Does Achieving Your Own Access In Percutaneous Nephrolithotomy Decrease Pain and Opioid Use Among Patients?
MOHAMMAD H. HOUT, MD., MAXIMILIAN JENTZSCH, BS, MS., FRANCES KAZAL, BS, BORIVOJ GOLIJANIN, BS, TIMOTHY K. O'ROURKE, Jr., MD, NICOLE THOMASIAN, MD, PRAVEEN RAJAGURU, BS, GYAN PAREEK, MD., DAVID SOBEL, MD..
BROWN UNIVERSITY, PROVIDENCE, RI, USA.
BACKGROUND: Percutaneous nephrolithotomy (PCNL) is a combination of two procedures that first requires the establishment of percutaneous renal access followed by endoscopic stone fragmentation. At many institutions, renal access is obtained by interventional radiologists (IR) prior to stone treatment by urologists, whereas other urologists obtain access at the time of PCNL. While efforts to reduce opioid use during and after PCNL are ongoing, narcotic medications are still standard of care postoperatively for many urologists. We sought to compare the differences in opioid use in patients whose access is established by urology vs. IR at our institution.
METHODS: A retrospective analysis of 287 patients included from January 2016 - December 2020 undergoing PCNL at an academic institution was performed to compare those who had their nephrostomy access by IR vs. own urologist. IR access was performed in the radiology suite the same day under sedation, whereas urologist access was performed in the operating room at time of PCNL. Length of procedure was determined by times in the operating room alone. Opioid medication dosing was converted to morphine equivalent daily dosing (MEDD) for comparison. An ANOVA analysis was conducted for inpatient opioid use and outpatient opioid prescriptions to determine differences.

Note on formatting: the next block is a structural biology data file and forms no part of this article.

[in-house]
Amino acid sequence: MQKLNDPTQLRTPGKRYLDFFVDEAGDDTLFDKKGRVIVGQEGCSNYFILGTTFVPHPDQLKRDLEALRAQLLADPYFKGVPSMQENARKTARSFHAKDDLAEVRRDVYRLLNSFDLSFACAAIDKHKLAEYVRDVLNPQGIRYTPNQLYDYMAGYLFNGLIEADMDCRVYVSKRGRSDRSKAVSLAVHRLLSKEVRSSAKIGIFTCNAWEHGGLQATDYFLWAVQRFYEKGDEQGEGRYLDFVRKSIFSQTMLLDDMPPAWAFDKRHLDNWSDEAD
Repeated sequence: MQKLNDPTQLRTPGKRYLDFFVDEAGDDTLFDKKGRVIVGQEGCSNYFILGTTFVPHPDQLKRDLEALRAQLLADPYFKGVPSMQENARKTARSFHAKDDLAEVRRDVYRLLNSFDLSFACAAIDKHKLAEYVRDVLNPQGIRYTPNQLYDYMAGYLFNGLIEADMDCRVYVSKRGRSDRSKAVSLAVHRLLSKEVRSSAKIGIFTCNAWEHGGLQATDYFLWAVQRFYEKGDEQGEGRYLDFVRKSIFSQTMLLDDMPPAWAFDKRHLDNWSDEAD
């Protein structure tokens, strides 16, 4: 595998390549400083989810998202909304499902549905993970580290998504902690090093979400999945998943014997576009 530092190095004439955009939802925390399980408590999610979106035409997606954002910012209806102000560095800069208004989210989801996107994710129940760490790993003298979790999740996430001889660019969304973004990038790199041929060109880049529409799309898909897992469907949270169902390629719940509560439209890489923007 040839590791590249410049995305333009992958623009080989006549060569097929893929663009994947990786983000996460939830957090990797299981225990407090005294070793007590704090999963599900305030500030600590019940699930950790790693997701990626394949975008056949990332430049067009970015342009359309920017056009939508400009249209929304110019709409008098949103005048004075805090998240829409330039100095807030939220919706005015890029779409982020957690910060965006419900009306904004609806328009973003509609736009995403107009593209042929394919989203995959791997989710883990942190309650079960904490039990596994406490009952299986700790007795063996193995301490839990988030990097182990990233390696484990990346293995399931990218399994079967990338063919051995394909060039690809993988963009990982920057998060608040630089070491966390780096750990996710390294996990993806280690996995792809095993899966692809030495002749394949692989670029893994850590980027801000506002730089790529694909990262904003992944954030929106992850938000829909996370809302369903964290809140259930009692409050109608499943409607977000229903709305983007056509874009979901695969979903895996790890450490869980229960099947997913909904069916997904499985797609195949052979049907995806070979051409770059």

RESULTS: 287 patients were included in the analysis. 250 patients underwent PCNL with IR access vs. 37 patients with own urologist access over the time interval. 76.8% of IR group received opioids postoperatively while inpatient vs. 56.8% of own access patients (P=0.03). The IR group received a median of 10 morphine milligram equivalents/day (MEDD) on floor vs 7.5 MEDD for own access (P=0.194). Opioids were prescribed at discharge for 77.6% of IR vs. 56.8% for own access (p=0.012). MEDD of discharge opioids was 30 for both groups (p=0.226) but median quantity prescribed was 10 tablets for own access vs. 20 tablets for IR group(p=0.002). Length of procedure was 81 min for patients undergoing PCNL with urologist access vs 47 min for IR obtained access (p< 0.001). Length of stay was 31.5hrs for own access vs. 46hrs IR group (p=0.228). Differences in moderate-severe complications (Clavien-Dindo 3+) were not statistically significant between the two groups (3% for own access vs 11% for IR group (p=0.589).
CONCLUSIONS: Achieving nephrostomy access by the urologist at time of PCNL decreases opioid use for patients including MEDD dispensed as inpatients as well as outpatient opioid tablets prescribed, but at the cost of increased length of procedure. Further research is needed for opioid reduction strategies for patients undergoing either urologist or IR obtained access.
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